Can we call it a comeback…for DB plans?

Can we call it a comeback…for DB plans?


I hope so. According to a newly-released Towers Watson survey, it looks like defined benefit pension plans are making a comeback – especially among younger workers. 

According to the 2011 Towers Watson Retirement Attitudes Survey, younger workers are increasingly recognizing that guaranteed income in retirement should play a role in the decision-making process when selecting an employer. The survey shows that 63 percent of workers under 40 said that their company’s defined benefit plan was an important factor when they decided to work for their current employer, up from 28 percent in 2009.  DB plans also help with employee retention:  72 percent of the same group of workers say that their employer’s retirement plan is an important reason that they haven’t switched jobs, up from 37 percent in 2009. 

The data also show that younger workers aren’t the only ones who recognize the economic security that pensions can provide. The percentage of workers 40 and older who say that their employer’s defined benefit plan is a big reason why they stay with their current employer is also on the rise. Other findings from this survey show that growing numbers of workers in all age groups would trade pay increases for more generous retirement benefits. Not only that, employees with DB plans are more confident in their ability to retire than those who rely solely on 401(k)s and other retirement savings plans.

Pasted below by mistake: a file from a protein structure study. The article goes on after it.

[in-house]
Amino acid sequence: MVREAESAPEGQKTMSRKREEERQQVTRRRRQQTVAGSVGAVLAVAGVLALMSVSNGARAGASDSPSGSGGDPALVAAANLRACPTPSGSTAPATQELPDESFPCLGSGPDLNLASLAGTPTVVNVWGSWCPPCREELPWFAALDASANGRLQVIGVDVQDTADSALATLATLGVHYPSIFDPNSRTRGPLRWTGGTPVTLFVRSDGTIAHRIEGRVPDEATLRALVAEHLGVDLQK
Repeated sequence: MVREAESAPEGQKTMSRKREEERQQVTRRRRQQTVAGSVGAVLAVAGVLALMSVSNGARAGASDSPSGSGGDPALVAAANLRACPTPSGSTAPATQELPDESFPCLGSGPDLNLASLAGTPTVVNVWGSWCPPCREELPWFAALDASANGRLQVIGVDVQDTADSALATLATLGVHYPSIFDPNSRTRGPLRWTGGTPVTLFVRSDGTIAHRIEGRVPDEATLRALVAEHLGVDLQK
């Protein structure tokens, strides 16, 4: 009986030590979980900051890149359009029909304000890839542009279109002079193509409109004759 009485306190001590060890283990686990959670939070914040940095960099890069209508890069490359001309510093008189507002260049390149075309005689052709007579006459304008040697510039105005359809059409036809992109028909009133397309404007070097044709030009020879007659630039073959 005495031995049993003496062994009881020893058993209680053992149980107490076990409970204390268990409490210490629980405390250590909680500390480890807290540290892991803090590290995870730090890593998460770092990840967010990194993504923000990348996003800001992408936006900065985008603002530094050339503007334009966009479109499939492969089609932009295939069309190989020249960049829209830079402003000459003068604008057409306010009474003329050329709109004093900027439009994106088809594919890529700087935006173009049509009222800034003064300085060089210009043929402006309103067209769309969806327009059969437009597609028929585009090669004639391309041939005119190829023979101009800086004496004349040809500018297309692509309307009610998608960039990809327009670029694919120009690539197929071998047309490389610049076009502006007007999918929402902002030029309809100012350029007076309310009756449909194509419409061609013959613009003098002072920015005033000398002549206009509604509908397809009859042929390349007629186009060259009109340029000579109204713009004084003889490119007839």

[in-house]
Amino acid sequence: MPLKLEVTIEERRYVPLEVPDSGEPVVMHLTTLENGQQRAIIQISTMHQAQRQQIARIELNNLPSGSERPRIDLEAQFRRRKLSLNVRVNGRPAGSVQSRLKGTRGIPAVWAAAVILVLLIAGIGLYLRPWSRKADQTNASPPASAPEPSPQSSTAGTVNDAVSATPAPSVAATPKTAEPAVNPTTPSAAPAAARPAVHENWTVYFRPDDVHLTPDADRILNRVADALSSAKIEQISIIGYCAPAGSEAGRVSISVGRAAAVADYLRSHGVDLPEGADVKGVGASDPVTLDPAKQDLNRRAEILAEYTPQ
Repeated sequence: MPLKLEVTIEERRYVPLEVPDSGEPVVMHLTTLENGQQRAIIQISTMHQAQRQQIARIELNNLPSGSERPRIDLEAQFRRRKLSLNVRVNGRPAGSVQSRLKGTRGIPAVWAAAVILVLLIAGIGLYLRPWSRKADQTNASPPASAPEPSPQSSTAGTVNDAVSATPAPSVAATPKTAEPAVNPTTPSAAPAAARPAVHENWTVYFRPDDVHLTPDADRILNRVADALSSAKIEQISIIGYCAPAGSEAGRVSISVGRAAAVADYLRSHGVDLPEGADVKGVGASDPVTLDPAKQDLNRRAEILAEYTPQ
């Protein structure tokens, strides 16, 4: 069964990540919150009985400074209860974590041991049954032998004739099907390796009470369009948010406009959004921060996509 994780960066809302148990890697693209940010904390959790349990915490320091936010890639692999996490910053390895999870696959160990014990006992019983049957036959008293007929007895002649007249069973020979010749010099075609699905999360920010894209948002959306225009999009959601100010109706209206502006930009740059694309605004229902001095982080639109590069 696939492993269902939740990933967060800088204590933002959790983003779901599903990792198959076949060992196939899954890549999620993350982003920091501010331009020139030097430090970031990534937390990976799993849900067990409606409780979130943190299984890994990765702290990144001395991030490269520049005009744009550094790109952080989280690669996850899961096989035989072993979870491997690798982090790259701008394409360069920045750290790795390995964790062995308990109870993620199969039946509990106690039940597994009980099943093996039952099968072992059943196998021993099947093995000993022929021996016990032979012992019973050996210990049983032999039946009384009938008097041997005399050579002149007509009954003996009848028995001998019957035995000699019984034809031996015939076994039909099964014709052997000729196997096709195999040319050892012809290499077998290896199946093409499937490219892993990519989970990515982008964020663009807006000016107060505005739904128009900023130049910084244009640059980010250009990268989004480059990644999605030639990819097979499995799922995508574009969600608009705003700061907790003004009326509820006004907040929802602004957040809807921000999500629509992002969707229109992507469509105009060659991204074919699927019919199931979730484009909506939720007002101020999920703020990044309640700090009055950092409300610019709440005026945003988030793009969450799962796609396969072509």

It isn’t that hard to figure out why employees of all ages are placing renewed importance on traditional pensions. After all, these retirement plans provide retirees with guaranteed lifetime income. In 401(k) and other retirement savings plans, workers must figure out how much they can afford to set aside, decide where to invest their money, have the discipline keep the money in the 401(k) until retirement,  and then cross their fingers that the stock market doesn’t crash. Finally, once they do retire, they have to figure out how to make their 401(k) money last. Maybe that’s why at least one poll shows that Americans fear retirement more than death

On second thought, I’m not sure I should call this a comeback. After all defined benefit pension plans have been here for years. Wink.

Now if only employers would listen and stop freezing or terminating their traditional pension plans!

Hat tip to PlanAdviser.
2011 Towers Watson Retirement Attitudes Survey

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